Finding general solution to a differential equation using power seriesby s3a Tags: differential, equation, power, series, solution 

#1
Mar312, 11:57 PM

P: 522

1. The problem statement, all variables and given/known data
Find the general solution near x = 0 of y''  xy' + 2y = 0 (using power series). Answer: y = a_0 * y_1(x) + a_1 * y_2(x) where y_1(x) = 1  x^2 and y_2(x) = x  1/6 * x^3  1/120 x^5  1/1680 * x^7  ... 2. Relevant equations Power series. Sigma notation for summations. Polynomial derivatives. 3. The attempt at a solution My attempt is attached. I get y(x) = ke^x and I think I'm wrong but I'm not sure since the answer my book gives doesn't use sigma notation. I'd appreciate if someone could tell me if I'm right or wrong and if I am wrong, where I went wrong. Thanks in advance! 



#2
Mar412, 02:50 AM

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I see two mistakes. First, the nonzero a_{n} of the second solution aren't given by a_{1}/n! for n>1. Second, even if that were the case, your solution wouldn't be e^{x} because the sign of the first term the series is wrong.
Try calculating a_{7} explicitly using the recurrence relation. 



#3
Mar412, 02:40 PM

P: 522

I get a_7 = 1/14 * a_5 = 1/14 * 1/120 * a_1 = 1/1680 * a_1 and I see that the a_n = 1/n! a_1 does not work out for that particular case.
I also see that a_n = 1/n! does not hold for the zero values. As for the sign of the first term for the e^x part, I didn't understand what you meant. Could you rephrase that please? I would appreciate it if you could tell me what the explicit relationship is and what the reasoning was in order to get it because my book doesn't cover the material in this way and uses another method which I dislike (the no summation notation, "dot dot dot" method).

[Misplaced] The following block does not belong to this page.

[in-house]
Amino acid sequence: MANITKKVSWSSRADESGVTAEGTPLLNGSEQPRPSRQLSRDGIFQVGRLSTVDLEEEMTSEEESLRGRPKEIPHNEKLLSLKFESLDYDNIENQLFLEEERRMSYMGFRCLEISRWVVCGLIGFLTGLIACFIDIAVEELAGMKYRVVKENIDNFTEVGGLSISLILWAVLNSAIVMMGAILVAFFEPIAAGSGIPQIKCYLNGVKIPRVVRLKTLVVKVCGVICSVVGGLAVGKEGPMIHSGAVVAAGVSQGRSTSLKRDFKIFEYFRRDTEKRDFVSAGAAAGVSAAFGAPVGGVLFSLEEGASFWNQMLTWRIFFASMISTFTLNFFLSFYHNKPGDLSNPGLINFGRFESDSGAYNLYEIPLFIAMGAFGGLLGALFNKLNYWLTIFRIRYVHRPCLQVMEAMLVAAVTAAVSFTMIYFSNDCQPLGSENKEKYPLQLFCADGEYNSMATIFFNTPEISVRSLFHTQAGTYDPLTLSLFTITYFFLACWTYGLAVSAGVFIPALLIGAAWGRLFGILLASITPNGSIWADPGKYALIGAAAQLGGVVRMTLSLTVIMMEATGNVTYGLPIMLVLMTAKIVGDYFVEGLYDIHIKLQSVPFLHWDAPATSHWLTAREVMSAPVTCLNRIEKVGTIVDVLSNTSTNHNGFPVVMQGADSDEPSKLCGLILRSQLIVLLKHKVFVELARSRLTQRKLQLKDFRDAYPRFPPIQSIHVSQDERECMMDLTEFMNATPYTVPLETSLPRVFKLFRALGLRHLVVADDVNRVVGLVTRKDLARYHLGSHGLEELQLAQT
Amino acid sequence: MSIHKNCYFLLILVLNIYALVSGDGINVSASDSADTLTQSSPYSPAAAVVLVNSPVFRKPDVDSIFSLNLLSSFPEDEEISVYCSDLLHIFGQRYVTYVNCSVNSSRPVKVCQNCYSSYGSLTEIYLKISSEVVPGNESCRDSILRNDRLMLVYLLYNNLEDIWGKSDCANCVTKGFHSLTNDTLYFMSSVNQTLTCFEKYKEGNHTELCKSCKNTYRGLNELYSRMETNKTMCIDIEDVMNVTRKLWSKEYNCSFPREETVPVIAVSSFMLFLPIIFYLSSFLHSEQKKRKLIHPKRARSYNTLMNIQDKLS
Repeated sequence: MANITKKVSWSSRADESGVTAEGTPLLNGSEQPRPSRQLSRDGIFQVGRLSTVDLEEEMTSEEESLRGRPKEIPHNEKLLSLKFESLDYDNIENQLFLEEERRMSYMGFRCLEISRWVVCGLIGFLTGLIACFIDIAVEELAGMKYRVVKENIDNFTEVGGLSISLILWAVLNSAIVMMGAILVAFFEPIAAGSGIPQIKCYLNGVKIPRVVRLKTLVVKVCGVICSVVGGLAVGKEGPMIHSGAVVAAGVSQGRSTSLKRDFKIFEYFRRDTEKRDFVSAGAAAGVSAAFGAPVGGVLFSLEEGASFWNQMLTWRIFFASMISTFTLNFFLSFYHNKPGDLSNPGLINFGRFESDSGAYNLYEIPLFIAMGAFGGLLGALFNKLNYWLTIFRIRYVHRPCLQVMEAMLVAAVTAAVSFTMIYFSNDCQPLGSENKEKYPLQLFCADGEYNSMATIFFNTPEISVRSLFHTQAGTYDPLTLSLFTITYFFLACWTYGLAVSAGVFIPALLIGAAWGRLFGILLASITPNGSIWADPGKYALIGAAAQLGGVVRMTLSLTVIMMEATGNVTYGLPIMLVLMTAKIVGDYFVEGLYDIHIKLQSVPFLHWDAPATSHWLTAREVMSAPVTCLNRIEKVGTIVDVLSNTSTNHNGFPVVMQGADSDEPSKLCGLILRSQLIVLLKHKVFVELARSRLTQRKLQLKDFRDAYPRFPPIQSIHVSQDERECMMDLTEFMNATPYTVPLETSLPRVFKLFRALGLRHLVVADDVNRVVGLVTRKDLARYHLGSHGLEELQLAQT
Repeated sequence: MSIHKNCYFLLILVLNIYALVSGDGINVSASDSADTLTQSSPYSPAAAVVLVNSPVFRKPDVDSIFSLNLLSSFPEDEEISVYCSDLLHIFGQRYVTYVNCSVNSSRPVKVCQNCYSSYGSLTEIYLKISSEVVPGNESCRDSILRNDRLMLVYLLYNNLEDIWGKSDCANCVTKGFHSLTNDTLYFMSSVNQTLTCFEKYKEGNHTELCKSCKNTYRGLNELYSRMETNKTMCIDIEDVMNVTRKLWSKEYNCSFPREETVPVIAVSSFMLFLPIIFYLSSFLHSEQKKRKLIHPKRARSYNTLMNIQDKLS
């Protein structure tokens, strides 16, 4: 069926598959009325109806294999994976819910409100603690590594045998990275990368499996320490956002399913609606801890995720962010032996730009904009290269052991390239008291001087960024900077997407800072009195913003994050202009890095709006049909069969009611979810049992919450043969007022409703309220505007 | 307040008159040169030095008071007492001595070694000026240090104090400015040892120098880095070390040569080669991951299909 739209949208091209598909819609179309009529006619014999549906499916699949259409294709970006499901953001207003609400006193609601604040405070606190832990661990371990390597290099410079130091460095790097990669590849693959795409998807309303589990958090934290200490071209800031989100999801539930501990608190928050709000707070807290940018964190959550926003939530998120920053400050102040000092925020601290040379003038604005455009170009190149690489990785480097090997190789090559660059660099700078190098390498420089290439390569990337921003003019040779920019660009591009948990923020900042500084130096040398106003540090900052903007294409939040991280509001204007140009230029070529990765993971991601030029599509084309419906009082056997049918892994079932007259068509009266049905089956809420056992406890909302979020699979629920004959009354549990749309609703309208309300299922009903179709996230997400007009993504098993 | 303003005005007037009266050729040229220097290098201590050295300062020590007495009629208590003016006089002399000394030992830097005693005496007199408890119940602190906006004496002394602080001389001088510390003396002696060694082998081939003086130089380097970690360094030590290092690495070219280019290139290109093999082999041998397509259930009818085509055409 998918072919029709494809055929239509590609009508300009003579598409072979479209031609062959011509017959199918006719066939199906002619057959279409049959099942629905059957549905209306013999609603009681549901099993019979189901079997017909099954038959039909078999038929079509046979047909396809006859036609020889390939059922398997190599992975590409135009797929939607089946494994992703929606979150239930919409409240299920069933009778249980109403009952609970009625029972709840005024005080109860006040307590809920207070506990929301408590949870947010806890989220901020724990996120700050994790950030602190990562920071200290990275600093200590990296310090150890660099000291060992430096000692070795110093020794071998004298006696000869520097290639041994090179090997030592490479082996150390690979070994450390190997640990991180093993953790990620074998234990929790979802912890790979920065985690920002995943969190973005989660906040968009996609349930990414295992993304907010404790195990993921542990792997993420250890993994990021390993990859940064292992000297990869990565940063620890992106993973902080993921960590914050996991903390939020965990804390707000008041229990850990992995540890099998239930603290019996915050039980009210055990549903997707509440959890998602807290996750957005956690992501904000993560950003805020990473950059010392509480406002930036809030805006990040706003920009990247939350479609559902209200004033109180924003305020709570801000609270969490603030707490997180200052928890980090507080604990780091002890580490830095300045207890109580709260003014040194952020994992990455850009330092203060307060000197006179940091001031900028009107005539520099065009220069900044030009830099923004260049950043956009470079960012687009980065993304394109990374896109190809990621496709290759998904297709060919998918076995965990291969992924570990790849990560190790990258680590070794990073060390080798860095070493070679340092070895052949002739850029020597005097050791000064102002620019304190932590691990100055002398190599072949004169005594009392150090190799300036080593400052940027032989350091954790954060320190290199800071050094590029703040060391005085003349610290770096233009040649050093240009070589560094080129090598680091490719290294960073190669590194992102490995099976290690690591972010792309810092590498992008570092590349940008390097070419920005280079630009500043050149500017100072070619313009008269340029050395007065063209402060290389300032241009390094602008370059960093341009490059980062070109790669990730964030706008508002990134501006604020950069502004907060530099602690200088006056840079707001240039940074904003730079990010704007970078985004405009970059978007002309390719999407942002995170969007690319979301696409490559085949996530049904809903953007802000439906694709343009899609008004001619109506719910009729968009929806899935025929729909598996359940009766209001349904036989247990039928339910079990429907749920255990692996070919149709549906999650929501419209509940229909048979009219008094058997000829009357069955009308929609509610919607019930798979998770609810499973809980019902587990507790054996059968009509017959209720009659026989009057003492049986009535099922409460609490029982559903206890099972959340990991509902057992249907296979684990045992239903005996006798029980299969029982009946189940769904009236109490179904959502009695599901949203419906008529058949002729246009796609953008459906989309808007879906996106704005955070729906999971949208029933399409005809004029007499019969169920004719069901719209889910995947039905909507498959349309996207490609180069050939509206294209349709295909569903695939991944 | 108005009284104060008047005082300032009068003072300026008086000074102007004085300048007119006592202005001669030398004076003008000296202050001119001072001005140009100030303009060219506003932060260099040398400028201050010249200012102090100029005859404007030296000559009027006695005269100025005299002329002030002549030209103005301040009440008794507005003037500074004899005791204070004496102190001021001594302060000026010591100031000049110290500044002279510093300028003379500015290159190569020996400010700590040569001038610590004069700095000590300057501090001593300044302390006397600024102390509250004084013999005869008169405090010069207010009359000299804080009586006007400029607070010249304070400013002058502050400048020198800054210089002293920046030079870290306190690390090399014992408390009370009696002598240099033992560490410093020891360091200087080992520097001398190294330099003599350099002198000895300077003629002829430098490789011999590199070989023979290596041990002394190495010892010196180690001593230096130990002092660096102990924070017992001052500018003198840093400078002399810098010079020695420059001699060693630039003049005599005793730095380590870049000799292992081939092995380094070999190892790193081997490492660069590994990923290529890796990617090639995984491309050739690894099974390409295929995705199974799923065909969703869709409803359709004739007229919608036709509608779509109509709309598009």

#4
Mar412, 03:34 PM

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Finding general solution to a differential equation using power series
I see more mistakes now that I'm awake. They're easy to see if you just compare the two series. Your solution was
$$y_2(x) = a_1\left(x  \frac{x^3}{6}  \frac{x^5}{120}  \frac{x^7}{1680}  \cdots\right)$$ but $$a_1 e^x = a_1\left(1  x  \frac{x^2}{2}  \frac{x^3}{6}  \cdots \right)$$ What I meant about the sign of the "first" term was the sign of the linear term. 



#5
Mar412, 05:14 PM

P: 522

Okay, I also redid my work from scratch with neater handwriting and computed up to the a_9 term but I still can't figure out how to get an explicit equation. Namely, how would I take into account that there are zeros for every even subscript from a_4 onward?
I'm currently thinking of something like a_n = [(1)^n  1]/2 * 3/n! which works for a_7 and a_9 but not for a_5. I'm still really stuck :(. 



#6
Mar412, 07:20 PM

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Why are you insisting on having a closed form expression? Sometimes it's not really possible. Just try writing out more terms and see if you can spot a pattern. It usually doesn't help to simplify as you go because you're looking for a pattern.
Anyway, to get only odd powers, you typically write something like $$\sin x = \sum_{n=0}^\infty \frac{x^{2n+1}}{(2n+1)!}$$ 


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